What is ray tracing?
Ray tracing is a rendering technique that improves visual fidelity by modeling how light interacts with and travels through virtual objects in a 3D environment. If you want the most realistic-looking environment possible, ray tracing is the way to do it. Usually, this is a technique that only big-budget Hollywood movies would employ, and also Nvidia GPUs on computers, but it hasn’t made its way to consoles yet. That is set to change with the PlayStation 5.
How will it benefit PlayStation 5 games?
Ray tracing will obviously benefit PS5 games by offering better graphics than ever, especially when it comes to lighting and shadows. According to lead PlayStation console architect Mark Cerny, however, it should also improve audio sources.
“If you wanted to run tests to see if the player can hear certain audio sources or if the enemies can hear the players’ footsteps, ray tracing is useful for that,” he said. “It’s all the same thing as taking a ray through the environment.”
Since we’re still in the dark surrounding a lot of PS5 details, it remains to be seen just how PlayStation intends to get true ray tracing to work as it requires a significant amount of power to do so.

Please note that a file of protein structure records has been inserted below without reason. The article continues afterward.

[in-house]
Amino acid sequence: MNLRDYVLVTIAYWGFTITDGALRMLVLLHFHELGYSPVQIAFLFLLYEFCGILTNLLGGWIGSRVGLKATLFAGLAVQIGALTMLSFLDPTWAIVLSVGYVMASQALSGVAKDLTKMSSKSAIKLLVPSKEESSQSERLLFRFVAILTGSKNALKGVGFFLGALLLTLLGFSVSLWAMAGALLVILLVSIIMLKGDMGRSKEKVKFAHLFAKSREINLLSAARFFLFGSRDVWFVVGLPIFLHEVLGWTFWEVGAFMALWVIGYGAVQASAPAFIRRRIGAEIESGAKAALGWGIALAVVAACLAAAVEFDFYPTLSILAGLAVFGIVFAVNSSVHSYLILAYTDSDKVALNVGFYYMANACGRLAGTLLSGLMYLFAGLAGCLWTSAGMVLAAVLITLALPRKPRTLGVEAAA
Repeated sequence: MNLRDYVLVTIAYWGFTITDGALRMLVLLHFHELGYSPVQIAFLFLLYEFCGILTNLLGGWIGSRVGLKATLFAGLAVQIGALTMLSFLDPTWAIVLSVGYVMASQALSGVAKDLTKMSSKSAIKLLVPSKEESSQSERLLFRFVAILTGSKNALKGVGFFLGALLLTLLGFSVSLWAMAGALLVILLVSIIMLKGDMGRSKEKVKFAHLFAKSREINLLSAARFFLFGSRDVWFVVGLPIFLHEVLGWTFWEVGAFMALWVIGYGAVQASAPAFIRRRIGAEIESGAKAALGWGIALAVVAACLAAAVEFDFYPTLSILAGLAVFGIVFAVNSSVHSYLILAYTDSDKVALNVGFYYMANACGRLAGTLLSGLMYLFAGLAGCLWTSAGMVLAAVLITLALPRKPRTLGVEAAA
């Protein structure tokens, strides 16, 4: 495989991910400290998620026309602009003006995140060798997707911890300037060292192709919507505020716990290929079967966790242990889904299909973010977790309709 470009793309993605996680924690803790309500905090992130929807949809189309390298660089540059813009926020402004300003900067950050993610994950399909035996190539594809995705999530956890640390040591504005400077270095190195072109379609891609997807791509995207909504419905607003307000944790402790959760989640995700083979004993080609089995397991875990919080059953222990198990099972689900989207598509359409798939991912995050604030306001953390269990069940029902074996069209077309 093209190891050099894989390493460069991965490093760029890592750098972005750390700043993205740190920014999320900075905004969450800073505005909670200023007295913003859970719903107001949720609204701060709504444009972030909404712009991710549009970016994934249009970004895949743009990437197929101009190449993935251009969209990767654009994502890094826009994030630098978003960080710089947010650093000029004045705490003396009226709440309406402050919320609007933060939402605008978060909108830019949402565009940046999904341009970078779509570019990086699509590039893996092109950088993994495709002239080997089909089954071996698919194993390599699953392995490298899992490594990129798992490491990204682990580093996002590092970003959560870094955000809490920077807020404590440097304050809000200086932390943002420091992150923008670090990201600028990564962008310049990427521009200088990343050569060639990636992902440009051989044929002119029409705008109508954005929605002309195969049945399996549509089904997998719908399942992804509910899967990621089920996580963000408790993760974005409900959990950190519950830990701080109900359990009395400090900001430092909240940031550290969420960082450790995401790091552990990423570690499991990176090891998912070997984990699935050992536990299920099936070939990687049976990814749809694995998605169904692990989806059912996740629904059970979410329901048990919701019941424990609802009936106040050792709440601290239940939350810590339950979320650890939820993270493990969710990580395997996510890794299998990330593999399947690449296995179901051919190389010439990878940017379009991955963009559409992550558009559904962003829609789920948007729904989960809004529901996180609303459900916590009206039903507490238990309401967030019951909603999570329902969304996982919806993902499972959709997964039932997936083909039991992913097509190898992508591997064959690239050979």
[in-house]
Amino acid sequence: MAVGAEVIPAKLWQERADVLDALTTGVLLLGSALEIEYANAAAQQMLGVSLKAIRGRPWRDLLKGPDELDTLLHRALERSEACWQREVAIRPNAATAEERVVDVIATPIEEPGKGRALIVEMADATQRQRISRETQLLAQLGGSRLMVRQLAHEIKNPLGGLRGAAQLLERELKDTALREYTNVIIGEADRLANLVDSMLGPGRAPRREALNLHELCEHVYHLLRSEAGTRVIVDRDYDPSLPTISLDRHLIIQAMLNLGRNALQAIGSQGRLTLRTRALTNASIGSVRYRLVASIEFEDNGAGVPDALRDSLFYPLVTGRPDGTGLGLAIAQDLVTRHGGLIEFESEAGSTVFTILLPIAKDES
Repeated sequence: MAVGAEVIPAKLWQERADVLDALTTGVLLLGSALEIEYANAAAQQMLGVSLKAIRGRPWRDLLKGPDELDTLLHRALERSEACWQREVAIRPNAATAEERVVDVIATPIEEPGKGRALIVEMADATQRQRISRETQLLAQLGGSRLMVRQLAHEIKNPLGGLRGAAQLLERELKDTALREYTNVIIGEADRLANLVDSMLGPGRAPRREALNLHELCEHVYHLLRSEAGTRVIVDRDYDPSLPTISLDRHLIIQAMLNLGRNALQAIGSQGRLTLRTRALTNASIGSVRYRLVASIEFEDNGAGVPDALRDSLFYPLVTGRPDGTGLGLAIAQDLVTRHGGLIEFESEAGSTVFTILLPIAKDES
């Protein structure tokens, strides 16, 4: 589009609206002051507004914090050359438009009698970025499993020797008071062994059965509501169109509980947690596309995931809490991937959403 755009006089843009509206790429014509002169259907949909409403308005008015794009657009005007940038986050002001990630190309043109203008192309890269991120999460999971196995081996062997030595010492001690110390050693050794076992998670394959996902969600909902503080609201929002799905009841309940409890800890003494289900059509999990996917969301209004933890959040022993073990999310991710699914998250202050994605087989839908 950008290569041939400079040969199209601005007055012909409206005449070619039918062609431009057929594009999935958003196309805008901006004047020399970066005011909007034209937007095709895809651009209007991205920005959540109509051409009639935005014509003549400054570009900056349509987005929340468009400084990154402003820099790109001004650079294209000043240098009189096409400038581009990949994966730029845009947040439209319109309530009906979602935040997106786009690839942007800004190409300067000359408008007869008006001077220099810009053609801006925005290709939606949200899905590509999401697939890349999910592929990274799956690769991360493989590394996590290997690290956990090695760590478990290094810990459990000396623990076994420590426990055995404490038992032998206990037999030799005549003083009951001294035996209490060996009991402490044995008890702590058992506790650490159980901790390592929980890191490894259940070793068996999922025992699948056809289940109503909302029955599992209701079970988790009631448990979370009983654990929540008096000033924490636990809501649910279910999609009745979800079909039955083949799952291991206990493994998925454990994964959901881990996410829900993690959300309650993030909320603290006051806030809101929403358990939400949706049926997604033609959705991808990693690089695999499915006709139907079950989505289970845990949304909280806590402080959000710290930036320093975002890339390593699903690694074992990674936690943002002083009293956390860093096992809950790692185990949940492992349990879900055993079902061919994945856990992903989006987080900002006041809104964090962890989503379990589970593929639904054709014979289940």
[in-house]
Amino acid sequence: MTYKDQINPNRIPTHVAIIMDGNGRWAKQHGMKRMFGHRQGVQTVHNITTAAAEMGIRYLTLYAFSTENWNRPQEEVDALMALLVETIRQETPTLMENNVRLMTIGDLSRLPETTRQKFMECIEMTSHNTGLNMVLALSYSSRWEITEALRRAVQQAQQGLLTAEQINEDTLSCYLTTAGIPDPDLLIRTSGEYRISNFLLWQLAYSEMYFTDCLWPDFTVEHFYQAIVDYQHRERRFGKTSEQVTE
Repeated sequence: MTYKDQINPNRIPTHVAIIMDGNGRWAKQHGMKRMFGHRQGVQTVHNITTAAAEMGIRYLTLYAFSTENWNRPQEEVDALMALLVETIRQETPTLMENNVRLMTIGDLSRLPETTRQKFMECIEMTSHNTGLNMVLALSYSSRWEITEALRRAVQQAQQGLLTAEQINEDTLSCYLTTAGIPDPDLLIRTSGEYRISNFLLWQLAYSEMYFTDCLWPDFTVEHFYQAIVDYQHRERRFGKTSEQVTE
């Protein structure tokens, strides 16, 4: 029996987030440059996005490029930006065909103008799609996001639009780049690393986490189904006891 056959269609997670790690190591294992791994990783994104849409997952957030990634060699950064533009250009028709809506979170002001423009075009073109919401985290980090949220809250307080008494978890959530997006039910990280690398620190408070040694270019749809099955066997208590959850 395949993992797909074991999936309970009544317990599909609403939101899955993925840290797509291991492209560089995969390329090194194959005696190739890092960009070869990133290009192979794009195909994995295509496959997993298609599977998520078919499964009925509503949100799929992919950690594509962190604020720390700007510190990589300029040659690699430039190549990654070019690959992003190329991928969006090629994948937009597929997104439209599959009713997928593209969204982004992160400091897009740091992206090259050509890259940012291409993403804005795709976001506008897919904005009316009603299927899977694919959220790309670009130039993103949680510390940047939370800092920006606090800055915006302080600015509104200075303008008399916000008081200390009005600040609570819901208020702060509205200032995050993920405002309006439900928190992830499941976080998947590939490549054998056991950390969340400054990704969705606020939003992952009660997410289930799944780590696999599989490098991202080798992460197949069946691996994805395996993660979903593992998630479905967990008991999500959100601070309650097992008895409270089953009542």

What technique do video games usually use to render lighting?
Video games typically use a technique called rasterization. With rasterization, any object you see on-screen is made up of millions of triangular polygons to create a 3D image. Where these polygons intersect are called vertices, which store information on how to display the pixel, such as which direction is it facing and what color it should be assigned. From this, a shading process is employed that dictates how each color changes based on the environment’s lighting.
How is ray tracing better?
Ray tracing can more reliably track the way light interacts with 3D objects, where and when it refracts, what surfaces it bounces between, and how it reflects off of another surface. Because of this, the overall image that you are seeing is better and more realistic than that of one rendered using rasterization.